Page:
Total Versus Partial Thyroidectomy for Early-Stage Papillary Thyroid Cancer
Posted: Thursday, March 12, 2020
According to a meta-analysis presented at the 2019 American Thyroid Association Annual Meeting (Abstract Poster 401) in Chicago and published in the journal Thyroid, patients with early-stage papillary thyroid cancer who undergo either total or partial thyroidectomy tend to experience significant survival benefits. “Overall long-term prognosis following surgery in early-stage thyroid cancer is excellent, with high survival rates,” noted Maaike van Gerwen, MD, of the Icahn School of Medicine at Mount Sinai, and colleagues.
The study sought to compare survival outcomes between partial and total thyroidectomies based on 11 studies from 10 unique data sets registered in the National Library of Medicine and the National Institutes of Health PubMed database between January 1990 and April 2019. Among all referenced studies, 11,504 cases of total thyroidectomy and 7,279 cases of partial thyroidectomy were included.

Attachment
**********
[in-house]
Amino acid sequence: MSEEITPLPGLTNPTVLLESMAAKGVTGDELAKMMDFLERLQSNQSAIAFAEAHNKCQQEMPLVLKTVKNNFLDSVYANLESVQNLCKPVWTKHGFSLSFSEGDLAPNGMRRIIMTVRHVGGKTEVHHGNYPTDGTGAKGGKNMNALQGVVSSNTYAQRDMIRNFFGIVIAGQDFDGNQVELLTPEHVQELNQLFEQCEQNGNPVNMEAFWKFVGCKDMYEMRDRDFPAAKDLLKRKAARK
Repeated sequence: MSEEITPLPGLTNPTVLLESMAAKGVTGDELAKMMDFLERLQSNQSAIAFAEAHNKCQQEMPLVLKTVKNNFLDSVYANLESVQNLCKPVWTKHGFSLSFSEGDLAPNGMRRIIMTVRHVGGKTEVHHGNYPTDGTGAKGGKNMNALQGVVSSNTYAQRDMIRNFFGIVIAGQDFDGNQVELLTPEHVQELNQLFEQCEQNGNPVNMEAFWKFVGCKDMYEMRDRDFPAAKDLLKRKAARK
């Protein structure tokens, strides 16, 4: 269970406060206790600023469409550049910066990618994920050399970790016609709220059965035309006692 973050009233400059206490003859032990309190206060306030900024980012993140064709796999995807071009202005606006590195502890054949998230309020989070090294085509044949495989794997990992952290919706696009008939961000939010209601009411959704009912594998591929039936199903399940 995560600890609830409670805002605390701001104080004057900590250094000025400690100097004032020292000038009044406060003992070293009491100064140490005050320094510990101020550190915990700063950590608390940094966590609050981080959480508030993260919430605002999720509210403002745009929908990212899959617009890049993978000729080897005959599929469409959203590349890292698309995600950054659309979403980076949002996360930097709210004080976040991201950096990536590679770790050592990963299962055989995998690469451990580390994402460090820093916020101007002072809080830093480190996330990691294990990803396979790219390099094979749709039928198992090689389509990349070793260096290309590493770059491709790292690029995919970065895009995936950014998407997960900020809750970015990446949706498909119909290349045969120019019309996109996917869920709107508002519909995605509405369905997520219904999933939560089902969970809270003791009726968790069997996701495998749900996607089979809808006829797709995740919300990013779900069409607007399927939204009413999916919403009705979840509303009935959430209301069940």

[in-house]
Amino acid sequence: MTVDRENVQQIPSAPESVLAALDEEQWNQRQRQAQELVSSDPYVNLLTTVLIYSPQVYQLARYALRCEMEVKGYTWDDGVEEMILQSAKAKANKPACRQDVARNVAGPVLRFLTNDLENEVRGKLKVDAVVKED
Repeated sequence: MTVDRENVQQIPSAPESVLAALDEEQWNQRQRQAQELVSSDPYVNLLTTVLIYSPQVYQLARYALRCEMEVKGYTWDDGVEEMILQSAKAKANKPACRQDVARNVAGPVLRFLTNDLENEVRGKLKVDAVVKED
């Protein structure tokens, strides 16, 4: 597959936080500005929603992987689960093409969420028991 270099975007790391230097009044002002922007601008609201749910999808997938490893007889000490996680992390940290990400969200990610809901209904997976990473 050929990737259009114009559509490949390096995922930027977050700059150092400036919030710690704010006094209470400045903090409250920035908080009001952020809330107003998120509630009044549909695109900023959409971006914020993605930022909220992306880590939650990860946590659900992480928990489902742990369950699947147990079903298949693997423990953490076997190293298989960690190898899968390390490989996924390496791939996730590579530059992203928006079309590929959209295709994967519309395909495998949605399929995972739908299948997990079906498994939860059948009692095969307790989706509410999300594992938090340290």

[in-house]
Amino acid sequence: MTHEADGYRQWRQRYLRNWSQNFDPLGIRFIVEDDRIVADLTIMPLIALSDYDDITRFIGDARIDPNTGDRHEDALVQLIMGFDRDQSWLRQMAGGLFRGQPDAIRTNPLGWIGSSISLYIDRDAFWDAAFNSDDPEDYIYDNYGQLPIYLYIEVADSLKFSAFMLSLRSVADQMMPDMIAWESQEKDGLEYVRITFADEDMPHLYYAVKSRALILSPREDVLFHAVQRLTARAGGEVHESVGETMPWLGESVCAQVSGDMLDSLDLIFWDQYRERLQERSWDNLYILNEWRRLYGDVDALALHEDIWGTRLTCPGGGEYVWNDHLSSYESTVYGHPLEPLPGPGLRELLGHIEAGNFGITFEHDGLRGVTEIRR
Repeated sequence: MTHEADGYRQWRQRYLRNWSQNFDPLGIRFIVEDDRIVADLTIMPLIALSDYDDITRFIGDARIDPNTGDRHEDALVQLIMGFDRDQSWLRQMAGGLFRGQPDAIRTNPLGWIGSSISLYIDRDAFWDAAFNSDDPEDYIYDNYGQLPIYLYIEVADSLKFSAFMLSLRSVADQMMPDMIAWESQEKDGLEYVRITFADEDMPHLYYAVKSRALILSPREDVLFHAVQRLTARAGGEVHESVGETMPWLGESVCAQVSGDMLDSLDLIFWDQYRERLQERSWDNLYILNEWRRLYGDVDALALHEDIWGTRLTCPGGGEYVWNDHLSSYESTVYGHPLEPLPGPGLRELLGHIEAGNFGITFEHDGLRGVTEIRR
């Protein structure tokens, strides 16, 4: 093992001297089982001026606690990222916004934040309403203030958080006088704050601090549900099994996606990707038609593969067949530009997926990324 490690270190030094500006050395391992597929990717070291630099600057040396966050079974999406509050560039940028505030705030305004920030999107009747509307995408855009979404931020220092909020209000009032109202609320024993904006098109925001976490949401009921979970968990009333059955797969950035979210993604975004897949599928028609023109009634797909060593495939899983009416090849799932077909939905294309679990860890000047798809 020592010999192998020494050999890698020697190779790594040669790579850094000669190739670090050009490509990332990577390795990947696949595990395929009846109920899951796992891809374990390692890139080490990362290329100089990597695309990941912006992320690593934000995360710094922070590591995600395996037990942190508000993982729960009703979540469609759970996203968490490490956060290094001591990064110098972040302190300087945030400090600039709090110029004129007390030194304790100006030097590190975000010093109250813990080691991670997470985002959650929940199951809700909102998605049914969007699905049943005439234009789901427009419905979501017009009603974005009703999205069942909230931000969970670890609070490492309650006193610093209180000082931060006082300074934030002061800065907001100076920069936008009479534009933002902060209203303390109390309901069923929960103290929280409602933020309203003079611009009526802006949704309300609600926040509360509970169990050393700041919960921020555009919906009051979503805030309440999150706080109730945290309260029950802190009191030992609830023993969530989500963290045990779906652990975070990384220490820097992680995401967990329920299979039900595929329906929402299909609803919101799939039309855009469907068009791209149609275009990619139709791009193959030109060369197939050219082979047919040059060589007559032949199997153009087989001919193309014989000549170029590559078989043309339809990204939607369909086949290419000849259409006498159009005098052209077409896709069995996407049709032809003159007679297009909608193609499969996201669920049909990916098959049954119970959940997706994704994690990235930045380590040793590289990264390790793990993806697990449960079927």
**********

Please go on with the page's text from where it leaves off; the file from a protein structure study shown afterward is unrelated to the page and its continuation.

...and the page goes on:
Despite both groups seeing a decrease in survival at the 10-year mark, 5-year and 10-year survival rates remained high for each. At 5 years, the survival rate for patients undergoing total thyroidectomy was 98%, versus 96% for patients undergoing partial thyroidectomy; the 10-year survival rates were 95% and 87%, respectively.
Among patients with microcarcinomas, the 5-year survival rate was 98% in the total-thyroidectomy group and 97% in the partial-thyroidectomy group. At 10 years, the survival rate for each group had declined to 96% and 90%, respectively.
“Multifocality seems to affect survival and should be taken into account when choosing surgery type,” the investigators indicated.
Disclosure: Full disclosures of the study authors can be found at thyroid.org.